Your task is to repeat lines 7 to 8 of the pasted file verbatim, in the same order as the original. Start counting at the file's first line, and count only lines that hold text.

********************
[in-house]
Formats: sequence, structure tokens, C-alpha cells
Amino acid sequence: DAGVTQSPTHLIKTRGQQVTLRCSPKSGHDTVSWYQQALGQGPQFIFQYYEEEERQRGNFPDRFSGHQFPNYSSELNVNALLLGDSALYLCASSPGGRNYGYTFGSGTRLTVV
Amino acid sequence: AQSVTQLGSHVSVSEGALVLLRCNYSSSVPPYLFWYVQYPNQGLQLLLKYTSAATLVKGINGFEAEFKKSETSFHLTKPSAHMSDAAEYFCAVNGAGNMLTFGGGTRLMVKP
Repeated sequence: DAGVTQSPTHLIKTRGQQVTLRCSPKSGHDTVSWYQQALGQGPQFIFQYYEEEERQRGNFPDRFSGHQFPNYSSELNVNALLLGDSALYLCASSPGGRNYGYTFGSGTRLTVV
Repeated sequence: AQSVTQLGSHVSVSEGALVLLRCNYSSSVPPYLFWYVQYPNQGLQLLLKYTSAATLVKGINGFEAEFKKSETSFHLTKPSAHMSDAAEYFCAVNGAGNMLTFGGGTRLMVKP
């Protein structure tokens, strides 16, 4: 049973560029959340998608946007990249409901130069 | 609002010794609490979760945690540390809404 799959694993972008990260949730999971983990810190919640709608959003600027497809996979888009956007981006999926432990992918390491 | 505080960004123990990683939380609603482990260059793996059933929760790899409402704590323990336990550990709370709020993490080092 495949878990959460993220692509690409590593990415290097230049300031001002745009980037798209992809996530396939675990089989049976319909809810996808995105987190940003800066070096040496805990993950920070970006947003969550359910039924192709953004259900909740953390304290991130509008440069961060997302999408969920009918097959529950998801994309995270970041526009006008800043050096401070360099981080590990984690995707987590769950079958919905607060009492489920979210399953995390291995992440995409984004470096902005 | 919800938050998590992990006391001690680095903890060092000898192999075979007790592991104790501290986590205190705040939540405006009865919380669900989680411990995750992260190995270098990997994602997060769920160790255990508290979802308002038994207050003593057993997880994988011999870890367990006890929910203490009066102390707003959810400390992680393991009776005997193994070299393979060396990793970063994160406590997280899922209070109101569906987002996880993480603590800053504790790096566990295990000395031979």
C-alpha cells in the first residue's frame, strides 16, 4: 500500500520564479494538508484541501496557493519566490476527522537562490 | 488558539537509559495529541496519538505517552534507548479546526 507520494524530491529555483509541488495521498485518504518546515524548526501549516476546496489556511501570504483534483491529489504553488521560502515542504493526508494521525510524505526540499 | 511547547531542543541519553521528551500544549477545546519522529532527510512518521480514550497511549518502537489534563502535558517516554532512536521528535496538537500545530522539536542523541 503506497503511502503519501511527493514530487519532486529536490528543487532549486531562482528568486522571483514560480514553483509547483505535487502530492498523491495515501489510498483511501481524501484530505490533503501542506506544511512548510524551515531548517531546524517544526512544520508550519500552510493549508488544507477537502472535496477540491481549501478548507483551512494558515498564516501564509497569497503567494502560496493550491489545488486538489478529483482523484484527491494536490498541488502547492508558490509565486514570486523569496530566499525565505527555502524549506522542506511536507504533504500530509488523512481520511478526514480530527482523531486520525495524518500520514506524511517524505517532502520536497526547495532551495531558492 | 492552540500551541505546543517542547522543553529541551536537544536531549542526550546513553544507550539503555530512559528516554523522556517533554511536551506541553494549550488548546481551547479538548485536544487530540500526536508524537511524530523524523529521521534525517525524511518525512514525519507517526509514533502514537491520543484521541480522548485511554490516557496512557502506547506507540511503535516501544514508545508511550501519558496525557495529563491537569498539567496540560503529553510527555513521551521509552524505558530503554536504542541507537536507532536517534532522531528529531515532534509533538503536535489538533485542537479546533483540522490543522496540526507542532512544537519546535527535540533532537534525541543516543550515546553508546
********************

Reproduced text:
């Protein structure tokens, strides 16, 4: 049973560029959340998608946007990249409901130069 | 609002010794609490979760945690540390809404 799959694993972008990260949730999971983990810190919640709608959003600027497809996979888009956007981006999926432990992918390491 | 505080960004123990990683939380609603482990260059793996059933929760790899409402704590323990336990550990709370709020993490080092 495949878990959460993220692509690409590593990415290097230049300031001002745009980037798209992809996530396939675990089989049976319909809810996808995105987190940003800066070096040496805990993950920070970006947003969550359910039924192709953004259900909740953390304290991130509008440069961060997302999408969920009918097959529950998801994309995270970041526009006008800043050096401070360099981080590990984690995707987590769950079958919905607060009492489920979210399953995390291995992440995409984004470096902005 | 919800938050998590992990006391001690680095903890060092000898192999075979007790592991104790501290986590205190705040939540405006009865919380669900989680411990995750992260190995270098990997994602997060769920160790255990508290979802308002038994207050003593057993997880994988011999870890367990006890929910203490009066102390707003959810400390992680393991009776005997193994070299393979060396990793970063994160406590997280899922209070109101569906987002996880993480603590800053504790790096566990295990000395031979």
C-alpha cells in the first residue's frame, strides 16, 4: 500500500520564479494538508484541501496557493519566490476527522537562490 | 488558539537509559495529541496519538505517552534507548479546526 507520494524530491529555483509541488495521498485518504518546515524548526501549516476546496489556511501570504483534483491529489504553488521560502515542504493526508494521525510524505526540499 | 511547547531542543541519553521528551500544549477545546519522529532527510512518521480514550497511549518502537489534563502535558517516554532512536521528535496538537500545530522539536542523541 503506497503511502503519501511527493514530487519532486529536490528543487532549486531562482528568486522571483514560480514553483509547483505535487502530492498523491495515501489510498483511501481524501484530505490533503501542506506544511512548510524551515531548517531546524517544526512544520508550519500552510493549508488544507477537502472535496477540491481549501478548507483551512494558515498564516501564509497569497503567494502560496493550491489545488486538489478529483482523484484527491494536490498541488502547492508558490509565486514570486523569496530566499525565505527555502524549506522542506511536507504533504500530509488523512481520511478526514480530527482523531486520525495524518500520514506524511517524505517532502520536497526547495532551495531558492 | 492552540500551541505546543517542547522543553529541551536537544536531549542526550546513553544507550539503555530512559528516554523522556517533554511536551506541553494549550488548546481551547479538548485536544487530540500526536508524537511524530523524523529521521534525517525524511518525512514525519507517526509514533502514537491520543484521541480522548485511554490516557496512557502506547506507540511503535516501544514508545508511550501519558496525557495529563491537569498539567496540560503529553510527555513521551521509552524505558530503554536504542541507537536507532536517534532522531528529531515532534509533538503536535489538533485542537479546533483540522490543522496540526507542532512544537519546535527535540533532537534525541543516543550515546553508546